## Minimum Spanning Tree:

A graph that doesn’t have directions is called an undirected graph. Every graph must have a path from one node to another node. A spanning tree is also an undirected connected graph where all the nodes of the graph are present with minimum edges. If a spanning tree doesn’t have all the nodes of the graph, then we cannot say that it is a spanning tree. The spanning-tree total weights will be less than the original weight of the graph as we connected it through the minimum weight edges. The spanning-tree also does not have a cycle. Any graph has more than one spanning tree, but only one of those will be unique. We call it a minimal spanning tree since we’re attempting to create a full graph with all nodes while keeping the weight low.

We can draw a spanning tree with the help of the following two methods:

**Kruskal’s algorithm****Prim’s algorithm**

In this article, we are going to discuss Prim’s algorithm. Kruskal’s algorithm will be discussed in the next article.

## Prim’s Algorithm:

Prim’s algorithm is used to find the minimum spanning tree of a graph. The prim’s algorithm starts from any node and then adds any adjacent node whose weight is the minimum, and this process continues till all the nodes in the graphs are visited. When creating the minimum spanning tree of a graph, we also have to do not create any cycles because cycles should not be in the minimum spanning tree.

## Prim’s Algorithm Steps:

The prim’s algorithm employs the greedy approach for the minimum spanning tree. We have to choose any vertex of the graph and then choose the next adjacency vertex whose weight is less, and we continue this process till we do not get the whole graph nodes connected.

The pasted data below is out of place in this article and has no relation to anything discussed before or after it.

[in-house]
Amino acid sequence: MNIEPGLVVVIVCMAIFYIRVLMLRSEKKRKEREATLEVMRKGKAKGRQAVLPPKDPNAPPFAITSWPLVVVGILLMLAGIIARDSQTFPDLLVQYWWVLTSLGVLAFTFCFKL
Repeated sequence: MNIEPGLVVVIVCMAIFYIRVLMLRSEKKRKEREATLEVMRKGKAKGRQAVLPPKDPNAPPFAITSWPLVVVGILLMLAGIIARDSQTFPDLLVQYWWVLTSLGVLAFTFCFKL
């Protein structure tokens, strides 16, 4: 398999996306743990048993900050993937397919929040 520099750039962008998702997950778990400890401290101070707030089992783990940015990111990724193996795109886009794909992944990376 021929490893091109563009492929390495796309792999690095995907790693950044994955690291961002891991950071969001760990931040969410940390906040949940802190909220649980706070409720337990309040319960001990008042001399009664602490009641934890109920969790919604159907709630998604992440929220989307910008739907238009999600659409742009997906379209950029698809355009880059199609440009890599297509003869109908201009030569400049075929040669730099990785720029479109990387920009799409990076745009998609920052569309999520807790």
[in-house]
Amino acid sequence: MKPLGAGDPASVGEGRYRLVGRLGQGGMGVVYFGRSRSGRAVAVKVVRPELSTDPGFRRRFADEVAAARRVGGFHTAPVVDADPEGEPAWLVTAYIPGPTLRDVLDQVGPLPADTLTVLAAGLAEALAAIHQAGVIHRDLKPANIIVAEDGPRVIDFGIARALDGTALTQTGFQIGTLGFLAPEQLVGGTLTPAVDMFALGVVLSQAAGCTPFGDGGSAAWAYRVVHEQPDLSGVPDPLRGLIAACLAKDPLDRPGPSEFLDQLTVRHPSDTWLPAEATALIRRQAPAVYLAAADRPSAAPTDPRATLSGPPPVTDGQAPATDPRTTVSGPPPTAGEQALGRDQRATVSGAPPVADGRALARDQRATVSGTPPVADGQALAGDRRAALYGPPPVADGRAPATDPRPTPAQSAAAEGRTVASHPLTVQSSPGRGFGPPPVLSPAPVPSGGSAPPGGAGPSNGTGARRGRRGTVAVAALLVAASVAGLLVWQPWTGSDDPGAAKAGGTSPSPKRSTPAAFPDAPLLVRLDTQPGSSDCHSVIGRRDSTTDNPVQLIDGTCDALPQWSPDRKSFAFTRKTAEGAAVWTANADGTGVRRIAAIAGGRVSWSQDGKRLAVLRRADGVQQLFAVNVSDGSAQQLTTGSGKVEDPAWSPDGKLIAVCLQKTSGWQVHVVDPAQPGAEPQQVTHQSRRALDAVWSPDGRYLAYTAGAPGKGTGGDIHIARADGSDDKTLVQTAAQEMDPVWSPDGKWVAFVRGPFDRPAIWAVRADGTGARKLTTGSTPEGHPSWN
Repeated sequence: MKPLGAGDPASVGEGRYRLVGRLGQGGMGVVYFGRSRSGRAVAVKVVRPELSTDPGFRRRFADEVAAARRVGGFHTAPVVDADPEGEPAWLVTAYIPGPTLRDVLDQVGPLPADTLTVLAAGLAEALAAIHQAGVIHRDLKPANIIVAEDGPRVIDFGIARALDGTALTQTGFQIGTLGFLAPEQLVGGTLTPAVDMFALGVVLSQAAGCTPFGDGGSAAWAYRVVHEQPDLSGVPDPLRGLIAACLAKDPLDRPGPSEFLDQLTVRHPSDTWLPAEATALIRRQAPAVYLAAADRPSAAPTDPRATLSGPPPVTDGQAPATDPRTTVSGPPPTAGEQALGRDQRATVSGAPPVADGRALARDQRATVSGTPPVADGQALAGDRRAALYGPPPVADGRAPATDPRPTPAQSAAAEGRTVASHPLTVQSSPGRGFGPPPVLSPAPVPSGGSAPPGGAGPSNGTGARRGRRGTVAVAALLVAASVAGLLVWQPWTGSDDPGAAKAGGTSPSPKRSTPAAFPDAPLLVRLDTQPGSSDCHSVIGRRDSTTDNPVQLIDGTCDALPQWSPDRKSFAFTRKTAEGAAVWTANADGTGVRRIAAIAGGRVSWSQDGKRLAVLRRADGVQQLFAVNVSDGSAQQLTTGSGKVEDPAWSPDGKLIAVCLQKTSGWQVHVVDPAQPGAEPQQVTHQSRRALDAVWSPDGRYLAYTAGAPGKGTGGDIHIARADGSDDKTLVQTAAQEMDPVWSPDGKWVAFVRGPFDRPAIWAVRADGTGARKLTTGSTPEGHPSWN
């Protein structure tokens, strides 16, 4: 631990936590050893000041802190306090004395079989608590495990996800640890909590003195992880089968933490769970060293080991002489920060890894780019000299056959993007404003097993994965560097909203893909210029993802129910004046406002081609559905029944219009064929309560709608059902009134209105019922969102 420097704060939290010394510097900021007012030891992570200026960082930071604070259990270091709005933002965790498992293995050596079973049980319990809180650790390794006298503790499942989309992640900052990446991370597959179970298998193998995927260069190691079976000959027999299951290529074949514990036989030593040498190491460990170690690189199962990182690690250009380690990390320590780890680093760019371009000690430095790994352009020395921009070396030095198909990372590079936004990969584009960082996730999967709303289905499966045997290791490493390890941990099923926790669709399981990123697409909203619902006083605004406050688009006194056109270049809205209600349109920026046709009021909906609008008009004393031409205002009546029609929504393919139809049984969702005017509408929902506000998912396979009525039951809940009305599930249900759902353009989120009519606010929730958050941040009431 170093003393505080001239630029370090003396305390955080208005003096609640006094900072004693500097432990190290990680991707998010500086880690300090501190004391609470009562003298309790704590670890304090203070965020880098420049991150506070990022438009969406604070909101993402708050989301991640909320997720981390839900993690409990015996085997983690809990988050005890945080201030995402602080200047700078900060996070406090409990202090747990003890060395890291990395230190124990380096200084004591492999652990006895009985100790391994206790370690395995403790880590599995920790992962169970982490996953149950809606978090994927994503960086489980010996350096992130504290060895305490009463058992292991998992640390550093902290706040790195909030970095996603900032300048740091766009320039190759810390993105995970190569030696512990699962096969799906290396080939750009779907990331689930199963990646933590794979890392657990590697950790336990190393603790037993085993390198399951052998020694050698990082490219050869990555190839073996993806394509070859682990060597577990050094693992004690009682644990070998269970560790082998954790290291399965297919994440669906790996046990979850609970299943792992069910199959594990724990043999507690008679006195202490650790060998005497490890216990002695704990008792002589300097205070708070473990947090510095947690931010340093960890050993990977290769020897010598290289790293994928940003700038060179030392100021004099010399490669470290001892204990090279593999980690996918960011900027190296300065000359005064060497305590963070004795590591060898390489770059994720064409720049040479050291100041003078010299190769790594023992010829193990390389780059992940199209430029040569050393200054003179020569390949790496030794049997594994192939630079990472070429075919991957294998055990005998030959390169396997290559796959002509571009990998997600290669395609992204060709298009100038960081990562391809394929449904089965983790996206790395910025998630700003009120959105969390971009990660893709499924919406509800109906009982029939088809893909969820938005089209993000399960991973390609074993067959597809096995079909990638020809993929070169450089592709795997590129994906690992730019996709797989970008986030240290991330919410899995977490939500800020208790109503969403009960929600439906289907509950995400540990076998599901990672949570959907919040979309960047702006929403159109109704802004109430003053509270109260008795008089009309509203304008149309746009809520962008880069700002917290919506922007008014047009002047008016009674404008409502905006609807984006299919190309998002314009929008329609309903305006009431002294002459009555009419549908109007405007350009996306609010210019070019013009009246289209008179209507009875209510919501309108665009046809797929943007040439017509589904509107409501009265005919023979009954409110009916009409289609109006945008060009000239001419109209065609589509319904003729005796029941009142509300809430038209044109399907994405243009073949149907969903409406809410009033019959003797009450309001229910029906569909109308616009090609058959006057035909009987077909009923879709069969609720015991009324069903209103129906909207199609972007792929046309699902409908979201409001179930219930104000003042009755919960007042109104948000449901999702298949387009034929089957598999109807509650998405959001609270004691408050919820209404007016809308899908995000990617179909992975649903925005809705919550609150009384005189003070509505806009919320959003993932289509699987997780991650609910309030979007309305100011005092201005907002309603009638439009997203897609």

**Step 1:** Choose any source vertex in the graph.

**Step 2:** Find the minimum weight edge that is adjacent to the source and then connect it to the spanning tree.

**Step 3:** Repeat step 2 until all nodes are not added into the minimum spanning tree.

## Example :

The below is an example to search a minimum spanning tree using Prim’s algorithm.

1. We choose any random node from graph G and add it to the MST (minimum spanning tree). We select here node 0.

2. Now, we select that edge that is adjacent to the source node (0) but with the smallest weight, and then add that smallest weight node to the minimum spanning tree.

3. Now, we select that edge that is adjacent to the source node (0 or 1) but with the smallest weight, and then add that smallest weight node to the minimum spanning tree.

4. Now, we select that edge that is adjacent to the source node (0, 1, or 3) but with the smallest weight, and then add that smallest weight node to the minimum spanning tree.

5. Now, we select that edge that is adjacent to the source node (0, 1, 3, or 4) but with the smallest weight, and then add that smallest weight node to the minimum spanning tree.

6. Now, we select that edge that is adjacent to the source node (0, 1, 3, 4, or 6) but with the smallest weight, and then add that smallest weight node to the minimum spanning tree.

7. Now, we select that edge that is adjacent to the source node (0, 1, 3, 4, 6, or 2) but with the smallest weight, and then add that smallest weight node to the minimum spanning tree.

Above is our final MST (minimum spanning tree), and the total cost is 6.

## C++ Prim’s MST (Minimum Spanning Tree) Program: